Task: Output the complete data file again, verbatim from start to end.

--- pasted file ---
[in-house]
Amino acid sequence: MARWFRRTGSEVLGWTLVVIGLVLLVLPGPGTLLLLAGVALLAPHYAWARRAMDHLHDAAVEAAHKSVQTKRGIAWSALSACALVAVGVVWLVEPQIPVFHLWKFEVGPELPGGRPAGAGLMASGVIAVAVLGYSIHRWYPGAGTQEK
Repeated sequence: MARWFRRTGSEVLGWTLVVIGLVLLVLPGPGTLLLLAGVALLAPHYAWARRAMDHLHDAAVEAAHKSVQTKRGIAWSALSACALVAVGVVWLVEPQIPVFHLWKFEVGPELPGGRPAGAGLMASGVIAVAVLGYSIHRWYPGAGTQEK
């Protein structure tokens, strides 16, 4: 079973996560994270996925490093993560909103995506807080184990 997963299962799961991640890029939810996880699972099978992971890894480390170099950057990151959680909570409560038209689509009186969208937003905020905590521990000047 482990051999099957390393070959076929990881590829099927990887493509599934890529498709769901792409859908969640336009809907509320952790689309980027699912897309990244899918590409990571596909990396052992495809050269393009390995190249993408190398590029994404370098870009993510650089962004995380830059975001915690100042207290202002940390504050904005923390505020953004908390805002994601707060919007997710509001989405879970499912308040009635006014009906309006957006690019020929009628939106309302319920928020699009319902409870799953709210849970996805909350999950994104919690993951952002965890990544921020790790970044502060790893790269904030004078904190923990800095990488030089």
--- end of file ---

[in-house]
Amino acid sequence: MARWFRRTGSEVLGWTLVVIGLVLLVLPGPGTLLLLAGVALLAPHYAWARRAMDHLHDAAVEAAHKSVQTKRGIAWSALSACALVAVGVVWLVEPQIPVFHLWKFEVGPELPGGRPAGAGLMASGVIAVAVLGYSIHRWYPGAGTQEK
Repeated sequence: MARWFRRTGSEVLGWTLVVIGLVLLVLPGPGTLLLLAGVALLAPHYAWARRAMDHLHDAAVEAAHKSVQTKRGIAWSALSACALVAVGVVWLVEPQIPVFHLWKFEVGPELPGGRPAGAGLMASGVIAVAVLGYSIHRWYPGAGTQEK
């Protein structure tokens, strides 16, 4: 079973996560994270996925490093993560909103995506807080184990 997963299962799961991640890029939810996880699972099978992971890894480390170099950057990151959680909570409560038209689509009186969208937003905020905590521990000047 482990051999099957390393070959076929990881590829099927990887493509599934890529498709769901792409859908969640336009809907509320952790689309980027699912897309990244899918590409990571596909990396052992495809050269393009390995190249993408190398590029994404370098870009993510650089962004995380830059975001915690100042207290202002940390504050904005923390505020953004908390805002994601707060919007997710509001989405879970499912308040009635006014009906309006957006690019020929009628939106309302319920928020699009319902409870799953709210849970996805909350999950994104919690993951952002965890990544921020790790970044502060790893790269904030004078904190923990800095990488030089």